Board members also asked about current staffing projections, against the original model for 40 staff members for NYCSSS.  Mr. Brennan stated that he was creating a flexible work force, cross-training staff to support areas during peak times, and allowing him to run a leaner organization than originally planned for.  Ms. Rose noted the cost savings in the current NYCSSS staff payroll numbers against original projections.

Finally, Mr. Brennan directed Board members’ attention to the large increase in terminations noted in the report, emphasizing that this number (2,343) representing some data cleanup based on auditor recommendations, with anyone not paid within the last six months dropped from the headcount, rather than any actual terminations of staff.

Financial Report

Brooke Jenkins-Lewis, CFO for NYCSSS, gave the financial report, referring to a power point presentation that had been provided in hard copy to Board members.  The Corporation will begin its second year audit within the next 15 days.  On a bi-weekly basis, NYCSSS pays between 6,800-7,200 employees at a custodial payroll cost averaging $24,500,000.  The average bi-weekly NYCSSS admin payroll cost is $70,000.

Ms. Jenkins-Lewis noted for the record the greater efficiencies realized by NYCSSS in managing vacation replacement (replacement staff are paid at 60% of full salaried employees and are unionized), with anticipated savings in excess of $500,000.  An added benefit of the utilization of the vacation replacement workers is a deep commitment by NYCSSS to convert them to full time hires when openings arise.  With the elimination of inconsistencies in hiring practices, disciplinary procedures, training, staffing and employee support, along with the vacation replacement efficiencies, utilization of labor among merged buildings, and the implementation of route crew, major additional savings are anticipated.

In terms of hours and compensation, overall work hours were reduced by 1.1% if extreme weather hours are factored out.  Ms. Rose questioned why engineers as a group showed the largest change in hours, and Mr. Brennan cited a clean up of titles, ensuring that those with the engineer title actually held the required license to hold that title.

It was finally noted that fiscal year 2018 was the first full year of operation for NYCSSS, so comparative analysis with the previous fiscal year does not provide a truly accurate picture.  However, the analysis with FY 19 will be the first full picture of actual costs and realized efficiencies.  FY 19 is anticipated to be cost neutral, with union contract increases going into effect on January 1, 2019.  Ms. Jenkins-Lewis also noted that these financials are preliminary and unaudited.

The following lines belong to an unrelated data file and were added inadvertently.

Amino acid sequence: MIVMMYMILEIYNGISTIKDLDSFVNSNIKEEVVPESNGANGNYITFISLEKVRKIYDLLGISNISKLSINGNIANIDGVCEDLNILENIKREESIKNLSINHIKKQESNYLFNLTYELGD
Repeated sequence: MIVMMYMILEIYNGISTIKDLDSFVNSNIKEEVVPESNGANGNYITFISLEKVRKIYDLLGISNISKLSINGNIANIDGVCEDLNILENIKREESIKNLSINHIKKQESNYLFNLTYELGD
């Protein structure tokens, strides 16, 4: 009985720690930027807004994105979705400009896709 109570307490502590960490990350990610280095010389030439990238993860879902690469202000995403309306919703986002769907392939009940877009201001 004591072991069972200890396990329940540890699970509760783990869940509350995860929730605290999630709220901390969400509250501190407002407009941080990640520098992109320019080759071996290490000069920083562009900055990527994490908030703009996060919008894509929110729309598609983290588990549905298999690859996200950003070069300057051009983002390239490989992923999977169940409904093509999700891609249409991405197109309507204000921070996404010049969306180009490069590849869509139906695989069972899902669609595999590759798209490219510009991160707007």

Document Retention and Destruction Policy

Ms. Rose made a motion to consider the approval of a document retention and destruction policy and it was seconded.  Ms. Taruschio explained that such a policy is not required but is recommended by not- for-profit law as a best practice.  She noted that the policy is very much a schedule of retention, with time frames for the retention of key documents.  Any documents potentially subject to litigation would not be destroyed.  A question was asked as to the consistency with this policy with DOE policies, and Ms. Taruschio stated that NYCSSS has a significant Human Resources function that the policy is designed to accommodate. 

Ms. Rose put the forward the resolution:

BE IT RESOLVED that the Board adopts the Document Retention and Destruction Policy, dated July 24, 2018; and be it further

RESOLVED, that the Executive Director of NYCSSS hereby is authorized and empowered to take all actions and execute such documents as he may deem necessary and appropriate to effectuate these resolutions.

The resolution was unanimously approved.

Approval of Purchase of Ford Transit Van

Ms. Rose made a motion to consider the resolution to authorize the purchase of a Ford Transit Van for use by a route crew and the motion was seconded.

Mr. Shea explained the pilot project, based on a concept of team cleaning in mobile units.  DOE chose school bathroom cleaning as the first test case, an area that has proven to be a bigger burden on building-based custodial teams.  Utilizing DSF power washing and sanitizing equipment, the mobile teams would move through the city school buildings to clean only bathrooms.  Ms. Giles questioned whether this would increase custodial headcount, and Mr. Shea responded that it would, but anticipated that it would greatly improve service and cleanliness of school bathrooms.  The real benefits would only show at scale when such a program is rolled out citywide.